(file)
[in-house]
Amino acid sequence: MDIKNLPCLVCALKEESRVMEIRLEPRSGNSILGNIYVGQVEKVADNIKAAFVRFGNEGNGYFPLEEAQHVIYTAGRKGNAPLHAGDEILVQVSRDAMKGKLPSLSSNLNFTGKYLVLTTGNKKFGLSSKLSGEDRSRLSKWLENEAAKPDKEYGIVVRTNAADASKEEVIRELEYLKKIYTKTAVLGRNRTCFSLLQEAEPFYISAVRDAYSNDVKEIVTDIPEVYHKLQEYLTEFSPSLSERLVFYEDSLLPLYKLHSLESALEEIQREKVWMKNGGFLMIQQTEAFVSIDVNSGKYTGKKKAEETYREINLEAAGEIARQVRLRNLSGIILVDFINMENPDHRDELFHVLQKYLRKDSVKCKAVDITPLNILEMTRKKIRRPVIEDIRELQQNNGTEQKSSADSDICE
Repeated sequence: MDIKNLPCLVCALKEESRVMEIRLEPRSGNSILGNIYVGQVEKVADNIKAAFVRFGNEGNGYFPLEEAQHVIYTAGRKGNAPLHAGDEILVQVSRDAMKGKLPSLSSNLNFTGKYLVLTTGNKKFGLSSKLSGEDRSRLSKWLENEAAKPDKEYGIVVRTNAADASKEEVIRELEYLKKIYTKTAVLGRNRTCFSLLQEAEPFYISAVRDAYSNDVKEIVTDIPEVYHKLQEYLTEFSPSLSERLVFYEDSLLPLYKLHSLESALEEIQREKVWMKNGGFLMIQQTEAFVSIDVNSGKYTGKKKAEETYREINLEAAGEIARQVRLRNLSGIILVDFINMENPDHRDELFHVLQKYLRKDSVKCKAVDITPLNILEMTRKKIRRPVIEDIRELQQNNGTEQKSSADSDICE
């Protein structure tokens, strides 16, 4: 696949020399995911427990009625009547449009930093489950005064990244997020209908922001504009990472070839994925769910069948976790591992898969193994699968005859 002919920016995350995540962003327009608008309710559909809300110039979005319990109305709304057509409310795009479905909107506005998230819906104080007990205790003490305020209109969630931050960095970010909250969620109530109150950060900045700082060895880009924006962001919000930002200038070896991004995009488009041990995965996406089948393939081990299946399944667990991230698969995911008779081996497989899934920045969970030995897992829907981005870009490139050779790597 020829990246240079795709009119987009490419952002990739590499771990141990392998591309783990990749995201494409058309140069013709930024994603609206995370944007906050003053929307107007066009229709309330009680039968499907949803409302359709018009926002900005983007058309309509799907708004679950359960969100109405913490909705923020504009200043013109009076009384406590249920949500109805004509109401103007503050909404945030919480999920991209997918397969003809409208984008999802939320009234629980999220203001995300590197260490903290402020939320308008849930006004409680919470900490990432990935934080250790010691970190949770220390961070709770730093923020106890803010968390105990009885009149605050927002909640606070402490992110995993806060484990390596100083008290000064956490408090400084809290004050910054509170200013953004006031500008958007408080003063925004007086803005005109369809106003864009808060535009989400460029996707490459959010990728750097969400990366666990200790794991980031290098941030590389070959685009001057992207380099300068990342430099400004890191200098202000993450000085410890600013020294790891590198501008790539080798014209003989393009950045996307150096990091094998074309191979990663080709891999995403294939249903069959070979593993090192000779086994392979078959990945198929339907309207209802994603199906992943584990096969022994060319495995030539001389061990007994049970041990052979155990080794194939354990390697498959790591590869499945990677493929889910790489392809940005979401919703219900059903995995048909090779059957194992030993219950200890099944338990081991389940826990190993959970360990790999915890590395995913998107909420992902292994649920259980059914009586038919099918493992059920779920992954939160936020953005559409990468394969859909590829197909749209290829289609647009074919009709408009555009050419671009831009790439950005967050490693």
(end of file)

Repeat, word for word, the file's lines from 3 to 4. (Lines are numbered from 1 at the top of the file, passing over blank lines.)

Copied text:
Repeated sequence: MDIKNLPCLVCALKEESRVMEIRLEPRSGNSILGNIYVGQVEKVADNIKAAFVRFGNEGNGYFPLEEAQHVIYTAGRKGNAPLHAGDEILVQVSRDAMKGKLPSLSSNLNFTGKYLVLTTGNKKFGLSSKLSGEDRSRLSKWLENEAAKPDKEYGIVVRTNAADASKEEVIRELEYLKKIYTKTAVLGRNRTCFSLLQEAEPFYISAVRDAYSNDVKEIVTDIPEVYHKLQEYLTEFSPSLSERLVFYEDSLLPLYKLHSLESALEEIQREKVWMKNGGFLMIQQTEAFVSIDVNSGKYTGKKKAEETYREINLEAAGEIARQVRLRNLSGIILVDFINMENPDHRDELFHVLQKYLRKDSVKCKAVDITPLNILEMTRKKIRRPVIEDIRELQQNNGTEQKSSADSDICE
């Protein structure tokens, strides 16, 4: 696949020399995911427990009625009547449009930093489950005064990244997020209908922001504009990472070839994925769910069948976790591992898969193994699968005859 002919920016995350995540962003327009608008309710559909809300110039979005319990109305709304057509409310795009479905909107506005998230819906104080007990205790003490305020209109969630931050960095970010909250969620109530109150950060900045700082060895880009924006962001919000930002200038070896991004995009488009041990995965996406089948393939081990299946399944667990991230698969995911008779081996497989899934920045969970030995897992829907981005870009490139050779790597 020829990246240079795709009119987009490419952002990739590499771990141990392998591309783990990749995201494409058309140069013709930024994603609206995370944007906050003053929307107007066009229709309330009680039968499907949803409302359709018009926002900005983007058309309509799907708004679950359960969100109405913490909705923020504009200043013109009076009384406590249920949500109805004509109401103007503050909404945030919480999920991209997918397969003809409208984008999802939320009234629980999220203001995300590197260490903290402020939320308008849930006004409680919470900490990432990935934080250790010691970190949770220390961070709770730093923020106890803010968390105990009885009149605050927002909640606070402490992110995993806060484990390596100083008290000064956490408090400084809290004050910054509170200013953004006031500008958007408080003063925004007086803005005109369809106003864009808060535009989400460029996707490459959010990728750097969400990366666990200790794991980031290098941030590389070959685009001057992207380099300068990342430099400004890191200098202000993450000085410890600013020294790891590198501008790539080798014209003989393009950045996307150096990091094998074309191979990663080709891999995403294939249903069959070979593993090192000779086994392979078959990945198929339907309207209802994603199906992943584990096969022994060319495995030539001389061990007994049970041990052979155990080794194939354990390697498959790591590869499945990677493929889910790489392809940005979401919703219900059903995995048909090779059957194992030993219950200890099944338990081991389940826990190993959970360990790999915890590395995913998107909420992902292994649920259980059914009586038919099918493992059920779920992954939160936020953005559409990468394969859909590829197909749209290829289609647009074919009709408009555009050419671009831009790439950005967050490693």